The most popular original shows on Netflix are “Orange is the New Black,” “House of Cards,” “Arrested Development,” “Marvel’s Daredevil,” and “Unbreakable Kimmy Schmidt.”
At least, that’s according to a recent survey from from RBC Capital Markets.
Analysts and investors have to rely on third-party data like this, do a lot of guesswork, and decrypt the occasional statement from Netflix executives, to figure out roughly how many people actually watch the shows and movies available on the streaming service.
Netflix has long said that because it doesn’t rely on advertising, it really has no reason to share any sort of viewership metrics.
But Mark Mahaney, an analyst at RBC, sends out a survey each quarter to more than 1,000 US internet users, and one of the questions it asks is which of the service’s original shows have respondents watched.
Here’s the results of that survey. The pink bars reflect the percentage of respondents to the most recent survey who reported watching a particular series. The other bars show how respondents replied in previous surveys:
57% of respondents to the most recent survey said they have watched “Orange,” while 45% said they have watched the political thriller “House of Cards.” 29% reported they have watched “Arrested Development,” 23% said they viewed Marvel’s “Daredevil,” while 22% responded that they have watched “Unbreakable Kimmy Schmidt.”
As Mahaney writes in the note accompanying this chart, the viewership of “Kimmy Schmidt” and “Daredevil” are particularly strong considering those series (which are both worth watching) were released in March and April, respectively.
13% of people reported they had watched “Marco Polo,” a series that has been panned by critics but which Netflix reportedly spent $US90 million on for one season. 11% of respondents said they watched “Lilyhammer,” the drama that was canceled last month.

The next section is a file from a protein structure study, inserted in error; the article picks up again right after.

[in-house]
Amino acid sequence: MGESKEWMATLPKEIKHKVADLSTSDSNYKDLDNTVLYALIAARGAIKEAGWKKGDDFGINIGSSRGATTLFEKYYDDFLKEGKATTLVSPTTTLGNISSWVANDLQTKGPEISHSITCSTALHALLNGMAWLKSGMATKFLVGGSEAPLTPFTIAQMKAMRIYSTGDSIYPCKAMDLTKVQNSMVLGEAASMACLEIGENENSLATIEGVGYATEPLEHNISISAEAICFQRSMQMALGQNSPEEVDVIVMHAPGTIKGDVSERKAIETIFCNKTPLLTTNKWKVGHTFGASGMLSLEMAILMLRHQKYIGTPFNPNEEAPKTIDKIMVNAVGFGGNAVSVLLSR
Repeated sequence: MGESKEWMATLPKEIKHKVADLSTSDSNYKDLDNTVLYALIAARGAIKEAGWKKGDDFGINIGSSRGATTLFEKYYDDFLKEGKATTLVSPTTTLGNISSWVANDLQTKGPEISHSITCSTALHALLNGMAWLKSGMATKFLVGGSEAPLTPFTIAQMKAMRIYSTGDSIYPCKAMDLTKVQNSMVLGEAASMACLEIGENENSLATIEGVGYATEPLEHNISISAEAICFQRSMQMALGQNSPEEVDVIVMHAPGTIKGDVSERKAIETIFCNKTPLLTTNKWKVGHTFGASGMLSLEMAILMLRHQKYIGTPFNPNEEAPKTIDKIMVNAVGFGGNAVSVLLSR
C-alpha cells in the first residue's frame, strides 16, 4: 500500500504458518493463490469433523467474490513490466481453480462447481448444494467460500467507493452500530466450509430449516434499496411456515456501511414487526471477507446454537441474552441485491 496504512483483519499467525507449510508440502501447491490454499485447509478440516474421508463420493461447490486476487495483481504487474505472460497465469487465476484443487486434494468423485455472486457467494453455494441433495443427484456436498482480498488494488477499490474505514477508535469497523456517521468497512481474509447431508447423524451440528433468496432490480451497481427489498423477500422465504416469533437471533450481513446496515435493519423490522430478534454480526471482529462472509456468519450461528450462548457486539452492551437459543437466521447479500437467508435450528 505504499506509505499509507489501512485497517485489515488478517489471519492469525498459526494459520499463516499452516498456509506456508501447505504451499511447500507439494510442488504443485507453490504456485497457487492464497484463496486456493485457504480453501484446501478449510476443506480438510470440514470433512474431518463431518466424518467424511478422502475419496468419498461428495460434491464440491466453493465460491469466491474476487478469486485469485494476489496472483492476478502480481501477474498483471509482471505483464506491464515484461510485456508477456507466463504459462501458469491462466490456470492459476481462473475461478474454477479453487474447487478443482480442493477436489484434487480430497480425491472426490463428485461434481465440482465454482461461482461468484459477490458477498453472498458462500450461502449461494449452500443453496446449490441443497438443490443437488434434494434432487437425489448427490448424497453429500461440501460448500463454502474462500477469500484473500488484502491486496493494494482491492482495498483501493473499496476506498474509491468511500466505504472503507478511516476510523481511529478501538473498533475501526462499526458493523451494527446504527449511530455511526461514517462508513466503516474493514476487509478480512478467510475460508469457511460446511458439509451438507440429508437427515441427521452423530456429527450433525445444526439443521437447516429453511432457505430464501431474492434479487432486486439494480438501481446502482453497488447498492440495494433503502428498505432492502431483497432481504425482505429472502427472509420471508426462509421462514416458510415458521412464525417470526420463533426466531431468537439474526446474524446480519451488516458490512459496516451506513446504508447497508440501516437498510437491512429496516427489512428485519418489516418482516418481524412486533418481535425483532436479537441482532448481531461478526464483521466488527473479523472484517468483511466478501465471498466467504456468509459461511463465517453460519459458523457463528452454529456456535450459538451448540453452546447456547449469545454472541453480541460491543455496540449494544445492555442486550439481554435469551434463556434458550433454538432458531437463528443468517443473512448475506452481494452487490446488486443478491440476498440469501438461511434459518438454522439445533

Only 9% reported they watched “Bojack Horseman,” the cartoon that stars the voice of pretty much everyone.
As Re/code’s Peter Kafka writes, this data is far from perfect, as it doesn’t give us the completion rate for the shows. Just because 57% of people watched at least an episode of “Orange,” for example, doesn’t mean that anywhere near that number watched the entire season.
I was particularly surprised by the relatively high proportion of people who reported watching “Arrested Development,” though it’s unclear which season of the show the respondents actually watched. Only the fourth season is a Netflix original, while the first three (which many people argue are better) first aired on Fox.
Netflix is spending hundreds of millions of dollars this year on original programming, investing in it to differentiate itself from increased competition, as well as make the service attractive to people outside of the US. Netflix, which is currently available in more than 50 countries, has said that its goal is to operate in every country in the world by the end of next year.
There are more options than ever to watch TV without actually paying for a cable or satellite subscription and renting expensive hardware each month, and more Americans are choosing to ditch their traditional TV subscriptions in favour of streaming.
HBO and Showtime have both recently launched standalone streaming services, and Amazon and Hulu continue to beef up their services to compete.
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